I was chatting to some friends in the drinks industry the other day about the challenges facing new-to-market brands in the UK. As tends to happen over a few beers, we started setting the world to rights, as well as drowning our sorrows about the challenges smaller brands often face. With a handful of large companies holding a portfolio of leading products, it can be hard for smaller brands to find their place in the market, and even good products don’t always last long. The conversation stuck with me (despite the beer drinking) and I thought I’d share some of my thoughts on this subject. It’s an important topic, as actually it comes down to how bartenders and brand owners have to work together in order for good brands to survive in one of the most competitive drinks markets in the world. I’m sure many of the things mentioned below will ring true to those of you working in other countries too.
I should start this by pointing out that this is not me taking a swing at the larger drinks brands, or disrespecting what they add to our industry. In fact one of the things that we all agreed on was that we wouldn’t have such a vibrant industry, or nearly as many great events, without the financial clout of the larger spirit brands. Without their sponsorship and marketing spend, many great bar shows and cocktail gatherings wouldn’t be possible at all. In fact global brands such as Bacardi, Absolut, Gordon’s or Jose Cuervo, form the backbone of our industry and have paved the way for smaller brands to reach a larger audience.
That being said these huge brands also make it hard for small brands to compete. You see in the UK most good cocktail bars receive financial support in exchange for ‘pouring’ certain products. The amount of support varies greatly, as do the conditions under which that support is offered. It’s possible for a company to offer finances upfront, or provide support by giving free stock, but in return they can also stipulate how much of the cocktail menu must feature their brands, which of their products must be available on the menu or back bar, or even which drinks they want served using their brands.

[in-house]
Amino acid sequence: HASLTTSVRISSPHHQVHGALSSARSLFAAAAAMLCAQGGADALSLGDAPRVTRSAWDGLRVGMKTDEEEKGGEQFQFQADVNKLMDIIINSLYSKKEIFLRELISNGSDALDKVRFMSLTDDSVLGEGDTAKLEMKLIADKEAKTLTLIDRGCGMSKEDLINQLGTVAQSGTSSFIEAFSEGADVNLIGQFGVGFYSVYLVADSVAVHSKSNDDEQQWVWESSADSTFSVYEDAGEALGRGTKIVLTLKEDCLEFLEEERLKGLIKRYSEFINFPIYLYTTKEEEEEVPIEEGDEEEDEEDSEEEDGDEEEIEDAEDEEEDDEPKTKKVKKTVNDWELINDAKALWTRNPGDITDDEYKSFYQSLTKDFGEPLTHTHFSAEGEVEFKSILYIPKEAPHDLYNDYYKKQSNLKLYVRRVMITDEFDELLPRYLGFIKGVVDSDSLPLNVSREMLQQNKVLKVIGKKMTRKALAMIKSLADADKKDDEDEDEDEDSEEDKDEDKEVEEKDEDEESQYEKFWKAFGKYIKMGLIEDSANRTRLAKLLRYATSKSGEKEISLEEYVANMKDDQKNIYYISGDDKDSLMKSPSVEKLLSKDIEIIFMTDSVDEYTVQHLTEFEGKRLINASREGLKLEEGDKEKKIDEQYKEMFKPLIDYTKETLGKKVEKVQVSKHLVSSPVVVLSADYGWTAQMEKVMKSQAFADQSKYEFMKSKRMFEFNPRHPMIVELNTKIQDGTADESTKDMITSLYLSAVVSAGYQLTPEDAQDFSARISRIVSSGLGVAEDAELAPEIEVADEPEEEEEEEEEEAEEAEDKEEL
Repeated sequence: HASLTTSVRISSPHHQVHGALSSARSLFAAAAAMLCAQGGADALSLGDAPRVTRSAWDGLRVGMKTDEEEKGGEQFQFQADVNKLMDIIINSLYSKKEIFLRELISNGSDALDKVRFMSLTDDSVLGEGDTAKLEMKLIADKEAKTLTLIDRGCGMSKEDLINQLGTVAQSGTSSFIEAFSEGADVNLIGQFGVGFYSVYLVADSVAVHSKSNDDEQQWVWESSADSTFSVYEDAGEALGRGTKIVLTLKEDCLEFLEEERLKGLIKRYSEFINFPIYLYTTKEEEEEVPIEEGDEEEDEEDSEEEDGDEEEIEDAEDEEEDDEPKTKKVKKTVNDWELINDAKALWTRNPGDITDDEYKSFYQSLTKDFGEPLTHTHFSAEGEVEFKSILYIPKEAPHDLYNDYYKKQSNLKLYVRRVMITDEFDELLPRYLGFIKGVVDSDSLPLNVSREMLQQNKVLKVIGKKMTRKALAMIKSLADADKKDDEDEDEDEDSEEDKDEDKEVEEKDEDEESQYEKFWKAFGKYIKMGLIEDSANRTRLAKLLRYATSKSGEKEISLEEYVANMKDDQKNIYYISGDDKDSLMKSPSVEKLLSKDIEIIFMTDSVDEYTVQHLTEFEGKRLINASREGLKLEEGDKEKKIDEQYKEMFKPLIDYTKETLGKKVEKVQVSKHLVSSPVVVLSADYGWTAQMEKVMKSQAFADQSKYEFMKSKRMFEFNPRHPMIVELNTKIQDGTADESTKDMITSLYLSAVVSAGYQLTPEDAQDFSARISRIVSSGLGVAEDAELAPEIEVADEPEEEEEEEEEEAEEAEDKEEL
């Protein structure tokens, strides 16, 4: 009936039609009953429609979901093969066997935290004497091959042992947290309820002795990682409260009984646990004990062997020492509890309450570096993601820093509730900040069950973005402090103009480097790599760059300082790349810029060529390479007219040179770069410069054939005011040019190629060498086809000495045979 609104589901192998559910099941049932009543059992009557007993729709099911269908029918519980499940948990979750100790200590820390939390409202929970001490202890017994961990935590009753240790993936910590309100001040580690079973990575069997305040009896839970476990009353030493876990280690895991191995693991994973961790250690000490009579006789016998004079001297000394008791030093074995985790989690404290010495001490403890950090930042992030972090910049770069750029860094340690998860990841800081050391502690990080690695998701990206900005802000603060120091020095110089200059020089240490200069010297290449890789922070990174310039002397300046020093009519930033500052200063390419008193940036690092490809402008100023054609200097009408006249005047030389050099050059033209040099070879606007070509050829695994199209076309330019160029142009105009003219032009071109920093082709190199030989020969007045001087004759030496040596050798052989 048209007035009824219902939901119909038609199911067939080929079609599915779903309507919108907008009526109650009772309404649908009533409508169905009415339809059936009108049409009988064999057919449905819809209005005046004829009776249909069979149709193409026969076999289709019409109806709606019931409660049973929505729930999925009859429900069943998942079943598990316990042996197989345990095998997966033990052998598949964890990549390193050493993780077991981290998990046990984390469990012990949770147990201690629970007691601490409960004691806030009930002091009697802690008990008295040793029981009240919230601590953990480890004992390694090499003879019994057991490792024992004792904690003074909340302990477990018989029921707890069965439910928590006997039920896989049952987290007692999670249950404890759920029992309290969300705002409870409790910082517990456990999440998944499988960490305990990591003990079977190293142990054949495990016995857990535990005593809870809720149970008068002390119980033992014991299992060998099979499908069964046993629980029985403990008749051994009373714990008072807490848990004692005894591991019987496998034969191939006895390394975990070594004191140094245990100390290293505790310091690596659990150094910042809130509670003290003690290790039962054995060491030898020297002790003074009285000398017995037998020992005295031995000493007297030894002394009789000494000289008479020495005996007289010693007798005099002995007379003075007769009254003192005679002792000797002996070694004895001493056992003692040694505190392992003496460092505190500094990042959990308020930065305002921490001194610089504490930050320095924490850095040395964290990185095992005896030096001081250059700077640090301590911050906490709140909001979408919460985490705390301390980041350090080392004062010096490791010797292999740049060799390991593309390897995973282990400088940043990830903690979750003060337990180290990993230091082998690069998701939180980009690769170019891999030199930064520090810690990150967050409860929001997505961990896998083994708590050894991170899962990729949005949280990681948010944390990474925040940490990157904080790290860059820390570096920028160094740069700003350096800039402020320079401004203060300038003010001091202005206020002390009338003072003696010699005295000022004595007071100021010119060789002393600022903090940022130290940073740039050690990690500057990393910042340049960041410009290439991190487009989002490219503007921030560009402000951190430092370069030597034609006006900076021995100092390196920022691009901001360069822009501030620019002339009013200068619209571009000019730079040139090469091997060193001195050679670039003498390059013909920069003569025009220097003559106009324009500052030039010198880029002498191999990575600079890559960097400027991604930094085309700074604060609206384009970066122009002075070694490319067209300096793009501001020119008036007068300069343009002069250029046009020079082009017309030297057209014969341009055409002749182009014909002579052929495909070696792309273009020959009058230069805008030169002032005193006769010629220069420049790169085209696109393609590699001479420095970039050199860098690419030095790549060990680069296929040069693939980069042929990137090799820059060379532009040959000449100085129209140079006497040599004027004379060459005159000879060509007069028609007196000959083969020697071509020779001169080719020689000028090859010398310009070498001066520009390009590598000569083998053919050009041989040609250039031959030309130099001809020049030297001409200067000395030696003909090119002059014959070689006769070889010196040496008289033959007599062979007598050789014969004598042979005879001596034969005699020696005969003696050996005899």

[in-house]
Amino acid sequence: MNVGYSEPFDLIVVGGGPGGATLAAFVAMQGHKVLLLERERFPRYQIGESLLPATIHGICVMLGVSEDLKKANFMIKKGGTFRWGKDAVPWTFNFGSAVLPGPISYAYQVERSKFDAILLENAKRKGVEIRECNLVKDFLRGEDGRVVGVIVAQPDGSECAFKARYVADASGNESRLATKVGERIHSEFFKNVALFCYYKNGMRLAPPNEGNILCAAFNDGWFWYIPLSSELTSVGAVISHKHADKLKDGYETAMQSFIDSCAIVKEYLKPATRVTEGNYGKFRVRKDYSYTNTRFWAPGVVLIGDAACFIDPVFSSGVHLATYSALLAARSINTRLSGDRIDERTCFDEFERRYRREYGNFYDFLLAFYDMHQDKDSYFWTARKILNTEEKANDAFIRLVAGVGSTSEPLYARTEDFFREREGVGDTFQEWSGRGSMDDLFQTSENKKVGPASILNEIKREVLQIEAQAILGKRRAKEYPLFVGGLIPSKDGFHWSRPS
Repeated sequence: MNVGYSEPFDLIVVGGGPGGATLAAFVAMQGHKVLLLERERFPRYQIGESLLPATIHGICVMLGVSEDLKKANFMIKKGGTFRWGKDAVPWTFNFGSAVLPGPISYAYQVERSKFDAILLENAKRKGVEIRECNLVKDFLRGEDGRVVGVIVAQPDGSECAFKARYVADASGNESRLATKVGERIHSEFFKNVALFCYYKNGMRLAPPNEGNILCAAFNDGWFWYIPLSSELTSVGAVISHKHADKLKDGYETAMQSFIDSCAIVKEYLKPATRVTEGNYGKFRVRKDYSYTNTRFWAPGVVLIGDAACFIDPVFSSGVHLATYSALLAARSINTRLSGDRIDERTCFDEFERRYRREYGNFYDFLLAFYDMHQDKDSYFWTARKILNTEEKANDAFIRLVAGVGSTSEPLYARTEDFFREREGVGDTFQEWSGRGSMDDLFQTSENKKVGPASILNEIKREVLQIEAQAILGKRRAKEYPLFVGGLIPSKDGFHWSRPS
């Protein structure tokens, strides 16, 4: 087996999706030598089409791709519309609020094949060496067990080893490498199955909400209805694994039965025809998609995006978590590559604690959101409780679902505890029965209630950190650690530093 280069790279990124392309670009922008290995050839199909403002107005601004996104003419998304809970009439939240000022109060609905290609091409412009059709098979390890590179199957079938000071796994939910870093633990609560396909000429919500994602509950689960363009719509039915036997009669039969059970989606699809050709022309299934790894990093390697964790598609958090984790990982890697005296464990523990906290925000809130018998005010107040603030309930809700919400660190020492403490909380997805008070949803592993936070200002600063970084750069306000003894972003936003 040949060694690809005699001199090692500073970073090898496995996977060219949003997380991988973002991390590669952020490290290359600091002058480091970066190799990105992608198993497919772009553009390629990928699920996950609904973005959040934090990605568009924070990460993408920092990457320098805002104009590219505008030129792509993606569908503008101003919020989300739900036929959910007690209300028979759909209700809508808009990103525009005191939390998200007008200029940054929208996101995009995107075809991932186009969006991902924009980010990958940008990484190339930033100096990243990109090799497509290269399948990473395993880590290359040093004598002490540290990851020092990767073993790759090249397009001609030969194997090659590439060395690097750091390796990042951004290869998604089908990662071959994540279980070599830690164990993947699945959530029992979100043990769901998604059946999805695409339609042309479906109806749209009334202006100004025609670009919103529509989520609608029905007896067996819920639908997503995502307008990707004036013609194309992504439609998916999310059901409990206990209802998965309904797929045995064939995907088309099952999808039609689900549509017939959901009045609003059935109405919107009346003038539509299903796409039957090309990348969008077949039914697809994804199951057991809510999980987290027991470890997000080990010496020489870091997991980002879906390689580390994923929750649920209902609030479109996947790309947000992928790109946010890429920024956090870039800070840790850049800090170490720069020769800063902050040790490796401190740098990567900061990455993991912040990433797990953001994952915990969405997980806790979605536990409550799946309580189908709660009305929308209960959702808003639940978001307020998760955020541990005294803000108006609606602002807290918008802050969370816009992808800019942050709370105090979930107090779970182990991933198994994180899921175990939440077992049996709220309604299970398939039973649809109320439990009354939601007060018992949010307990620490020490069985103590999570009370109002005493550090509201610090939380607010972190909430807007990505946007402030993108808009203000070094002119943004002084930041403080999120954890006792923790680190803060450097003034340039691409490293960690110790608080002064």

From a bar owner’s point of view this support can be invaluable of course; an injection of cash early on, or a certain amount of free stock to get you started can buy you time while you are working on bringing customers through the door and get your cash flow sorted. On the down side though, having your menu even partially controlled by a single portfolio of products, can limit the uniqueness of your offering and restrict the creativity of the bartenders who end up writing the menu.
Of course running a bar is about making money, as well as creating a reputation and hopefully having a good time. So with that in mind it’s hardly surprising that signing a pouring deal to get support from brands is a part of the process. Selecting the products that will be your house pour is a balancing act between trying to offer a good quality range of products that reflect the standards of your bar, and also not paying too much for the spirits in your rail. In an ideal world every bar would be able to pick any spirit they wanted, but ensuring that you make a good profit margin on every drink is also important. So how on earth can a new-to-market or existing small brand challenge for that valuable space on the cocktail list, or even in the speed rail?